Country singers on their way to Nashville have car trouble, forcing them to stop at an old haunted mansion. Soon they realize that the house is not only haunted, but is also the headquarters of a ring of international spies after a top secret formula for rocket fuel. Written by
Jeremy Lunt <email@example.com>
Dark storm clouds and thunder and lightning are shown in the sky, but the midday sun is still obviously brightly shining on the cast. See more »
[Boots, Woody and Jeepers blunder into a shootout between lawmen and enemy agents]
[to one of the spies]
[to the entertainers]
It's okay. Sorry you got caught in the middle.
What's goin' on?
That's right - over in Acme City and in these hills. They're all over the place.
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Ferlin Husky and Lon Chaney, Jr. do NOT sing a duet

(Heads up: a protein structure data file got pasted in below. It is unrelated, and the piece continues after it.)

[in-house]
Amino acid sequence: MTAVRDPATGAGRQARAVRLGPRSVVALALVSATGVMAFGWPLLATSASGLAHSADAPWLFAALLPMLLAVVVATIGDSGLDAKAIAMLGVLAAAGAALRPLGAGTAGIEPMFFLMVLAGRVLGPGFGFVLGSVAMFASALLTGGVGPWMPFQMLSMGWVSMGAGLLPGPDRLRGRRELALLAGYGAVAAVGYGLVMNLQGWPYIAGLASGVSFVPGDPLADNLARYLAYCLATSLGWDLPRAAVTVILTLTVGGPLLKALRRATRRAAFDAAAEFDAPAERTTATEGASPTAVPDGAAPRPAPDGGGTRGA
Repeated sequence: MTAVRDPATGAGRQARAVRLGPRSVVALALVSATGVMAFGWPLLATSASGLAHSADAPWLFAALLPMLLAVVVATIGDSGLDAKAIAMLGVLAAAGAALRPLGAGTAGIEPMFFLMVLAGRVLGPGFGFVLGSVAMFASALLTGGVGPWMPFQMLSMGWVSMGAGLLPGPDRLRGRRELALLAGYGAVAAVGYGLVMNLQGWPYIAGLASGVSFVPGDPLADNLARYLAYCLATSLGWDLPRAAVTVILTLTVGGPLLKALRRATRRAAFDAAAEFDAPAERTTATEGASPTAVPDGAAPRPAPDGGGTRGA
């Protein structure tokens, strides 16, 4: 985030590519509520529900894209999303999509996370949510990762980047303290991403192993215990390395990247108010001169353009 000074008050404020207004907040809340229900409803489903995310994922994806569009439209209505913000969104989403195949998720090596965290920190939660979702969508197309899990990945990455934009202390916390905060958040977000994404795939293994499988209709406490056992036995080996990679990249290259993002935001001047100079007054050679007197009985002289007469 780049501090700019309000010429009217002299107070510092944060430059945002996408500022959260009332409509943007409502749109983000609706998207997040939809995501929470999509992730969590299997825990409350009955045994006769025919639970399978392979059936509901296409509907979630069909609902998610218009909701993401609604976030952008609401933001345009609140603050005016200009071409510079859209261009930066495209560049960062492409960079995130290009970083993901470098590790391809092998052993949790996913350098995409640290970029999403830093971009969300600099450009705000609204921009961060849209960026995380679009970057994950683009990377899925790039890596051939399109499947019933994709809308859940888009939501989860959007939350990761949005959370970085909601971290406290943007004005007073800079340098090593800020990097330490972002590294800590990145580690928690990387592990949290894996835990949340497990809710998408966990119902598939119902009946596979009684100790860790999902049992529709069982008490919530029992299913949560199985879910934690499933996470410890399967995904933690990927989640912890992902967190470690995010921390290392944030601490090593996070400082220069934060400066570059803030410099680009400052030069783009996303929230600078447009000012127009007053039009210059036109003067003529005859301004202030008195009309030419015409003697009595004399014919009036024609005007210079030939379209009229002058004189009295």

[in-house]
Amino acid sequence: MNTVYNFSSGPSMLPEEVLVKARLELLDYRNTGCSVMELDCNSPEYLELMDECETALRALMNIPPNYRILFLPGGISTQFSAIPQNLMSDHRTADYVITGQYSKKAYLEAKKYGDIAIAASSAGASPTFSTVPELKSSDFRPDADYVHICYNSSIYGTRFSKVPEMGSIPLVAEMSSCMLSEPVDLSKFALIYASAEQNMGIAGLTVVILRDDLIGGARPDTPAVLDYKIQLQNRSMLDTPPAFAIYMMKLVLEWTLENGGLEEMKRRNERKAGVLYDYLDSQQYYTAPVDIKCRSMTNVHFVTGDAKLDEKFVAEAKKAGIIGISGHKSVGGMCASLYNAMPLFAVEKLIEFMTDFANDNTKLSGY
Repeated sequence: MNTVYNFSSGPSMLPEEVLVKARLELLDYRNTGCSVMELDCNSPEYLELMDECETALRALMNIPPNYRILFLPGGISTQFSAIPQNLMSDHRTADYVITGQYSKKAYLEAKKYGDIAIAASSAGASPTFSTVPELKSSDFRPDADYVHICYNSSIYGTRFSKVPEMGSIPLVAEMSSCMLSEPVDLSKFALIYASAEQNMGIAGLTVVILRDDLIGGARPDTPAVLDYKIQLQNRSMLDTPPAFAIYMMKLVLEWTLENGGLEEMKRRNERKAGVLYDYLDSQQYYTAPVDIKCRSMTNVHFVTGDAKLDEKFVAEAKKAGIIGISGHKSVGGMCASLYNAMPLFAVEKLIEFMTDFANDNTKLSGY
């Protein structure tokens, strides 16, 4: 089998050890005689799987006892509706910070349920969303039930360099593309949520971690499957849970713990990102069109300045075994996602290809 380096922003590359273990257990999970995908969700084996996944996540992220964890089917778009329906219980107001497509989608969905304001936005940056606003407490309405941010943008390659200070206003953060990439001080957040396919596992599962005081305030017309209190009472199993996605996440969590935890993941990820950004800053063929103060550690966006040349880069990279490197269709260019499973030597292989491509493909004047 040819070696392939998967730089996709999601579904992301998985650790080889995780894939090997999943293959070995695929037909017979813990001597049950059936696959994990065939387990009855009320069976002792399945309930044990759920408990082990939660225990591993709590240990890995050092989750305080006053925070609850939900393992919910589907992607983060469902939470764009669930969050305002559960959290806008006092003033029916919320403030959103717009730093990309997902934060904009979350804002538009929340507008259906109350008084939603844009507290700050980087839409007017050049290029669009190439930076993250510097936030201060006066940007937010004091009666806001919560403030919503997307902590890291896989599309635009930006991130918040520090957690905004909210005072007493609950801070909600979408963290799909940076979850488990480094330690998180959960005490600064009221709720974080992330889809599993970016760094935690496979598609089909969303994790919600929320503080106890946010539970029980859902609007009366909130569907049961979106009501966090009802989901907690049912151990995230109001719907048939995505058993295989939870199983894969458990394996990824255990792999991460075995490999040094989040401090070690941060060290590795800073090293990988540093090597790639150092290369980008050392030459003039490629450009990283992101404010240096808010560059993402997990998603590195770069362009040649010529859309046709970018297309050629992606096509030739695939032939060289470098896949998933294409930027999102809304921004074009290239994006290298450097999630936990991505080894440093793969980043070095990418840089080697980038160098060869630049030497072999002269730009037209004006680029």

Frankenstein met the Wolfman, and they both met Abbott and Costello, so why shouldn't country music greats Ferlin Husky and Merle Haggard meet Basil Rathbone and Lon Chaney, Jr? No reason a'tall. I was hoping for a real hoedown here, even though I'm not sure what a hoedown is. Well, actually, a hoedown seems to be a "square dance." At least that's what the Merriam Webster link on my toolbar came up with, in which case a hoedown isn't what I was hoping for, after all. A Ferlin Husky-Lon Chaney, Jr. duet on a country classic, perhaps "Your Cheatin' Heart," or something else from the pen of Hank Williams, would have been nice, but, alas, it was not to be. As a result, "Hillbillies in a Haunted House" fails to live up to its considerable potential. I suppose that for Basil Rathbone, who would die in the year of this film's release, appearing in this movie is no worse than doing an infomercial for a Helsinki baldness cure, which is what aged, down on their luck actors seem to do these days, although it would have been nice to see the screen's greatest Sherlock Holmes go out with more style than is evident here.
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